Posts Tagged ‘LPC’

By Betty Alice Erickson Estimated Reading Time: 10 minutes, 58 seconds 

These rules were compiled by Milton Erickson’s daughter, Betty Alice Erickson. It should be noted that these are not going to be found elsewhere in the Ericksonian literature. You are getting them here, exclusively, at www.Ericksonian.info. These are ten “Rules of Life” that Milton Erickson lived by and taught his children.

These are not “Presuppositions of Ericksonian Hypnotherapy and Psychology.” These are the rules of life that Milton himself lived by and were, arguably, the backbone of his philosophy. And, because they are rules like “what goes up, must come down,” they are essentially true whether you like them or not.

As Betty Alice put it “Nobody has to follow them, but rules of life, of physics, exist regardless of whether or not you believe in or follow them. People can’t flap their arms and fly. Believe it or not.”

 

Milton Erickson’s innovative way of working with people is legendary. But like the childhood game of “telephone” where the end result is often far from the original message, some of what he believed and taught is not true to him. Years ago, my mother and I were discussing that. We were both distressed that so much of what he was, what he did, was being so misunderstood, so different than his basic beliefs. Nobody was doing it on purpose; it was just that nowhere was there basic information about his core beliefs. So my mother and I wrote “ten rules.” They seem simple, and they are. But most of life, Most of therapy, is simple–or as I say, when I am teaching Daddy’s work: “Erickson was profoundly simple and simply profound.”

 

1. Life is hard work.

We all know this—but we don’t know how deep it really is. We are the only creature on earth who looks for hard work. Nothing else climbs a mountain “because it’s there” as George Mallory is famously quoted. No other living thing trains for a marathon—to run 26 miles faster than someone else merely for fun. People are hard-wired for hard work—we complete one task and look for another.”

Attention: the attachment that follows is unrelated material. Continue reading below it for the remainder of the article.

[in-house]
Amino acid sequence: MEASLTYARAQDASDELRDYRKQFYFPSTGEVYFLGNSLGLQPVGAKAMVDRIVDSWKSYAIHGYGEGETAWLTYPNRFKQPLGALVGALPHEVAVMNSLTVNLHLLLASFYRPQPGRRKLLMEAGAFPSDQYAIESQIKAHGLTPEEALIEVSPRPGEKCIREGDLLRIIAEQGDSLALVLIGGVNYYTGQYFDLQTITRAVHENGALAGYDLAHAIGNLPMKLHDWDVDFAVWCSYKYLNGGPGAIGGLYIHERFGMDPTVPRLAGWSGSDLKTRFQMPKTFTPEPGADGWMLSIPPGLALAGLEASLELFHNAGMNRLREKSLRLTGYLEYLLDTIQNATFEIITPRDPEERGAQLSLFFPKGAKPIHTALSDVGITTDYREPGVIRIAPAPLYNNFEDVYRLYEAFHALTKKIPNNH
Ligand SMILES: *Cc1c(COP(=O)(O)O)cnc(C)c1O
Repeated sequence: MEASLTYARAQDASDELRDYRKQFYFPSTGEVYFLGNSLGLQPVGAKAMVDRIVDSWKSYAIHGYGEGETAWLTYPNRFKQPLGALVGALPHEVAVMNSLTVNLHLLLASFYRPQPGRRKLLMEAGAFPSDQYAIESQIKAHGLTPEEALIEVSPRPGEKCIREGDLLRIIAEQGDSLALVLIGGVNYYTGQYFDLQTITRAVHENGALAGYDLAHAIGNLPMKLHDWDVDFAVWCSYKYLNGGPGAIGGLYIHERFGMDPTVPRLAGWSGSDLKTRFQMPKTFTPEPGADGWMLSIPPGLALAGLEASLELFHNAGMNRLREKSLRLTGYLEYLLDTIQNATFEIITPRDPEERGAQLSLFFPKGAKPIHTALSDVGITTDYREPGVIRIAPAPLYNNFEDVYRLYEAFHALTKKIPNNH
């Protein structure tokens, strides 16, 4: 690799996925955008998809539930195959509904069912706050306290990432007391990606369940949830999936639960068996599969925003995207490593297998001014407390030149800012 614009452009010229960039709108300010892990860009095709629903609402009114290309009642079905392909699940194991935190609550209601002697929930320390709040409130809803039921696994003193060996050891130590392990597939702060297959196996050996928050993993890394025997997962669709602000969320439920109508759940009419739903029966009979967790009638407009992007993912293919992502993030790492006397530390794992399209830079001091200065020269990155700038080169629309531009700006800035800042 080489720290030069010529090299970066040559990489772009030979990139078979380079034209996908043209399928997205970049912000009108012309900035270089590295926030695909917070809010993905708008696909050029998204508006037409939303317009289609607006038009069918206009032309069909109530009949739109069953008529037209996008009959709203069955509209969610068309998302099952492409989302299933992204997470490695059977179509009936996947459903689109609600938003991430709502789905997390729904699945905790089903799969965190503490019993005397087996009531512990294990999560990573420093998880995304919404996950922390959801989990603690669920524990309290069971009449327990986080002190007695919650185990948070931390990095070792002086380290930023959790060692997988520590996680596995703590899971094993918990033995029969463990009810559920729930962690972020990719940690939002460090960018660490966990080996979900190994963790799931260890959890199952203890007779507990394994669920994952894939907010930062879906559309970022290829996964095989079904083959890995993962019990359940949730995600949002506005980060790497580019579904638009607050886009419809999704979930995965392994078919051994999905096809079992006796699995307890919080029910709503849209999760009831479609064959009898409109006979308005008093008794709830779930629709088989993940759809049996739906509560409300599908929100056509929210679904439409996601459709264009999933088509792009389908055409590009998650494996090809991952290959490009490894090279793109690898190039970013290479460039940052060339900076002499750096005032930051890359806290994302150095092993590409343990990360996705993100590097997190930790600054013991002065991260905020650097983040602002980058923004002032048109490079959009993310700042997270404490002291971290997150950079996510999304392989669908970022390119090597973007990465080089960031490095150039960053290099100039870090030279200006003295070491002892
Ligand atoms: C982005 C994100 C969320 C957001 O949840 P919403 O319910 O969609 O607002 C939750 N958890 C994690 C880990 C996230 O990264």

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By Steve Andreas Estimated Running Time: 6 minutes, 21 seconds 

When children paint the sun, they often draw a circle with rays coming out. You’ve all seen that; you probably did it yourself when you were young. A year or so later, a child might paint the sun partly behind clouds. Several years later, they might paint rays coming out from the clouds, but the sun is not visible — what a friend of mine calls a “God sunset.” Even subtler is to paint only the scattered reflection of sunlight on water. An accomplished artist doesn’t paint the sun at all but suggests where the sun is by painting a tree with a little more light on one side than the other, and a subtle shadow to indicate the sun’s location. I think that’s a good metaphor for implication: indicating something without ever explicitly stating it. One of my favorite quotes is: “The larger the island of knowledge, the longer the shoreline of wonder.” (Ralph W. Sockman) Knowledge and wonder are stated; the ocean of ignorance is implied.

On the first page of the first volume of Conversations with Milton H. Erickson, (in which the word “implication” appears about every third page) Jay Haley says, “I have a whole week, so I suspect I can learn all about psychotherapy in that time. I wouldn’t expect that anywhere else but here.” Erickson laughs and says, “Well, we can have our dreams.” That’s a polite way of implying, “You are wildly optimistic!” → Read more

orca

Feb 12

Orca Strait

By Michael F. Hoyt, PhD Estimated Reading Time: 3 minutes, 48 seconds

My wife, Jennifer, is not a big traveler, but she has always wanted to go to Alaska to see the wildlife. So in the summer of 2015, we signed up with National Geographic/Lindblad and went for two wonderful weeks. Jennifer is a hospice nurse, and what makes the story interesting is that for many years if you asked her how someday, she would like to die, her answer was that she would like to be eaten by orcas—those magnificent creatures sometimes called “killer whales,” even though they are actually oceanic dolphins. She had recurring but not frightening dreams of a big orca devouring her—she had talked about it several times. And here I was, signing up to be in a two-person kayak in Alaskan waters teeming with orcas with someone who wants to be eaten alive! → Read more